Battery and Chassis Layout
The battery bay on this chassis can fit anything up to about 6500mAh 2S LiPO, or a 7-cell NiMH pack – including most ‘hump’ packs. There’s plenty of vertical room for fatter, shorter packs as well. Battery retention relies on the battery being long enough to fit under the ESC at one end and under the battery clip at the other, so if you have a shorter pack you may need to get creative with securing it. In any case, the space is generous and the supplied battery with our unit was snug and secure.
The ESC is lightweight, so it isn’t a big deal for center of gravity to have it sitting above the battery. The motor sits low in the rear at just above axle height and the steering servo is low and forward near the front axle line. The underside of the chassis is mostly flat and the buggy is overall quite streamlined. It’s an attractive machine in either the red or blue finish.
In stock form, the suspension seems best suited to very smooth dirt tracks with long sweeping jumps and turns rather than heavy landings and uneven terrain. Thankfully, it isn’t hard to adjust the setup to suit your driving and course conditions.
Traxxas supplies the Bandit with oil-filled Ultra Shocks. These use a dual x-ring design and are customizable with various springs and pistons available for purchase. The shocks can also accept spacers for the coil-over springs for spring pre-load tensioning and ride height adjustments. Rebuild kits are available from Traxxas.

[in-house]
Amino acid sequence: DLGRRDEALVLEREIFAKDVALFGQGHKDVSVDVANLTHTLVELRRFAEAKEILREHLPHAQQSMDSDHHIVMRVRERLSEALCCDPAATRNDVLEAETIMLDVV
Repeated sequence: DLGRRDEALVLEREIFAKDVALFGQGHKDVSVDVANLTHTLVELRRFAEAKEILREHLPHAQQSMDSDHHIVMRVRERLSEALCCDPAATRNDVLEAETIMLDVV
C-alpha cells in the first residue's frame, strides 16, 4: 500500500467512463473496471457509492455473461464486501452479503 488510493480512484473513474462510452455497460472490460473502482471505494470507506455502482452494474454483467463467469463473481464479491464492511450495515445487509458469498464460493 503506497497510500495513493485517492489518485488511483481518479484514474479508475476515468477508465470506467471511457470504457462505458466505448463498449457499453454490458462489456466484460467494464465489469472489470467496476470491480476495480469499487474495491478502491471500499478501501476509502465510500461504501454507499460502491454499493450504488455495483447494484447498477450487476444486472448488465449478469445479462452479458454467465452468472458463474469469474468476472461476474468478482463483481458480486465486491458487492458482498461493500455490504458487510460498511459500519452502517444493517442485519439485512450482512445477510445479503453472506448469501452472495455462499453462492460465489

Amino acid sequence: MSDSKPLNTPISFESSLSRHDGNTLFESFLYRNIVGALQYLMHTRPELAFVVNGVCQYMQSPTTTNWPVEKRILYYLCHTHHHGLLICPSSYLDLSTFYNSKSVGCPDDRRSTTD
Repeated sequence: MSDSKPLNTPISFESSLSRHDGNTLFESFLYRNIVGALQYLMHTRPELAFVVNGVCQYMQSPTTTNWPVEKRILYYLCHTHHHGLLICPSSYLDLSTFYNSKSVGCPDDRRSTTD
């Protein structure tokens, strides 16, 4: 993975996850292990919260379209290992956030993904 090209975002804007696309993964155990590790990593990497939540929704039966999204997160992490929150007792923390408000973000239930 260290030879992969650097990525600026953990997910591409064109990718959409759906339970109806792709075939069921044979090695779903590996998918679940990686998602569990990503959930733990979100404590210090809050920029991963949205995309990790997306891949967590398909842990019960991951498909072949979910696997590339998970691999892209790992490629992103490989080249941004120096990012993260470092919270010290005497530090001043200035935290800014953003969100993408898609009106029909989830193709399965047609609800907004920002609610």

The springs are the white, powder-coated race coils from Traxxas. They’re a single-stage unit and are balanced nicely for the weight and intended use of this vehicle. We found adding larger spacers in front really helped with big landings, whilst replacing the stock oil in the rear shocks with 50 wt. fluid helped slow the heavy end down a bit over bumpy terrain.
How’s It Drive?
Perhaps this is answered best on our review video, which focuses heavily on handling and durability. In a word, the Bandit is fun to drive. It jumps well and once you’ve mentally adjusted to a buggy driving style, it’s quite satisfying to work on smoothing out your inputs and enjoying the improvements in lap times. For general bashing duties, impacts could be a problem with those exposed front wheels, but a nice wide bumper from RPM would help protect the vehicle.